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750GB/1TB hard drive

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I am looking for a hard drive, must satisfy:








-worth it for the price








I'm really looking for a steal for the 1TB :thumbsdown_anim: but I'll be happy with 750GB.


I mean, why do I need this?


ANSWER: I have a 160GB right now.   You know what that means.  It also has a crappy 8MB cache, is one of the budget WD models, and scores really low on Sandra, Geekbench,...

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I recently purchased a Samsung 750GB Spinpoint HDD for my HTPC hackintosh. It is very quiet and very fast (it out-performs and is quieter than my WD 320GB AAKS, and Segate 320GB 7200 HDD).


The 750Gb model cost around $180 on newegg. I also wanted a 1TB drive but could justify paying an extra $100 for 250GB of space.


Something to note - i install Leopard on this drive using the GUID partition table. Leopard Partition: 150 GB, Storage Partition: 550 GB, which totals 700GB. (not 750GB!?). I think it has something to do with a kilobyte = 1024 bytes, and not 1000 bytes. (So the HD is marketed as 750GB (based on a 1000 byte kilobyte) but the OS allocated at 1024 bytes per kilobyte -- i havent done the math but 50Gb seems like a lot to give up due to this conversion).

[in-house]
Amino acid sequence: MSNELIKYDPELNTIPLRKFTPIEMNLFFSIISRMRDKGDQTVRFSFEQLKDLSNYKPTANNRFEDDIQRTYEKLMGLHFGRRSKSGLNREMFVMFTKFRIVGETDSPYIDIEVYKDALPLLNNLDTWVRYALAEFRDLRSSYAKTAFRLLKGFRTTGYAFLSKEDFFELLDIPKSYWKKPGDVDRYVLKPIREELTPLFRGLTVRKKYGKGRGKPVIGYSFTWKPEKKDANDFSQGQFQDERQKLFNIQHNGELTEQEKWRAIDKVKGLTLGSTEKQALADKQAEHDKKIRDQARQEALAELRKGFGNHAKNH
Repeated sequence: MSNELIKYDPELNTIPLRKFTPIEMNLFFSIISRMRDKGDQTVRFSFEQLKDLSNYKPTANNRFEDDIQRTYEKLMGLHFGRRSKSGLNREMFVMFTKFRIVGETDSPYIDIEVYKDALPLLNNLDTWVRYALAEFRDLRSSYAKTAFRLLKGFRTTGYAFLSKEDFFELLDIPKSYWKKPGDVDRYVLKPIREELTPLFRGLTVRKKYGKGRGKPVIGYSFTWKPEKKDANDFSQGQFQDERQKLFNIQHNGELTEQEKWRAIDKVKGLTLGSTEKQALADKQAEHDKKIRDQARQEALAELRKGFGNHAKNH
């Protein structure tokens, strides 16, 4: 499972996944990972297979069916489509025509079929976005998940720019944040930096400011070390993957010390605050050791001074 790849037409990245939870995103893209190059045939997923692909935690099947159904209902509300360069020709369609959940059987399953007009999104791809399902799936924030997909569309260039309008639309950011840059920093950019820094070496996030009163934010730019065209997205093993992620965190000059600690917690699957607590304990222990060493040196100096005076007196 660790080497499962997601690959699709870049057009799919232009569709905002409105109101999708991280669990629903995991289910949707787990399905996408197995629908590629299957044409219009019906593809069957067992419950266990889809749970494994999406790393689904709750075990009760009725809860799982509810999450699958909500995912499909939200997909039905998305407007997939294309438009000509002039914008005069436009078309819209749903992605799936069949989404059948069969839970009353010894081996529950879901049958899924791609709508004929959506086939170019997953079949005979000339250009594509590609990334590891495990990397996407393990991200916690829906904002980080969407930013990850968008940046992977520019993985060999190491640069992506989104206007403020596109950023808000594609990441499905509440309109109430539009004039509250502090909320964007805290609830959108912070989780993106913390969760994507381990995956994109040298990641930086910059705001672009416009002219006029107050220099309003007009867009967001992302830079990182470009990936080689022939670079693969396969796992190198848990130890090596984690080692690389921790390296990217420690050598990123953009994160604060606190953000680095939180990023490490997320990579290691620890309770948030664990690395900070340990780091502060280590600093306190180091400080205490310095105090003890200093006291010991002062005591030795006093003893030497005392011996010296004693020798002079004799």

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Technically, they didn't like to you. It is your OS that is lying to you. 1 kb = 1000 bytes, 1 mb = 1000 kb, 1 gb = 1000mb, etc.

The 1024 notation is actually slightly different. 1 KiB = 1024 bytes. 1 MiB = 1024 KiB, 1 GiB = 1024 MiB. Which is the unit that operating systems uses, because well powers of 2 are easier for binary.

So 1 GB = 10^9 bytes. 1 GiB = 2^30 bytes. So 1 GB = 0.931322574615478515625 GiB. Multiply that by 750 and you get approximately 698 GiB. Which makes sense. You're not losing any data. It is just 2 different Units.


Hardware Companies prefer to use metric units. They are engineers. Engineers will tell you stick non SI units up your ... you know where. Everything else they do is in metric and they deal with a lot more complicated math, so I would say that it makes sense.

The Software world has always tried to stick to the binary notion and powers of 2. if you look at it closely. 1 KiB = 2^10, 1 MiB=2^20, 1 GiB=2^30, so there is a metric like similarity, but it is a different unit and this disparity is due to the change in units.


Unfortunately software in general likes to call GiBs GBs, so people think that hardware companies are jipping them GBs when its the software company that is misinforming them. Lots of programs do make the distinction between the metric and binary units, but most of them are network programs.

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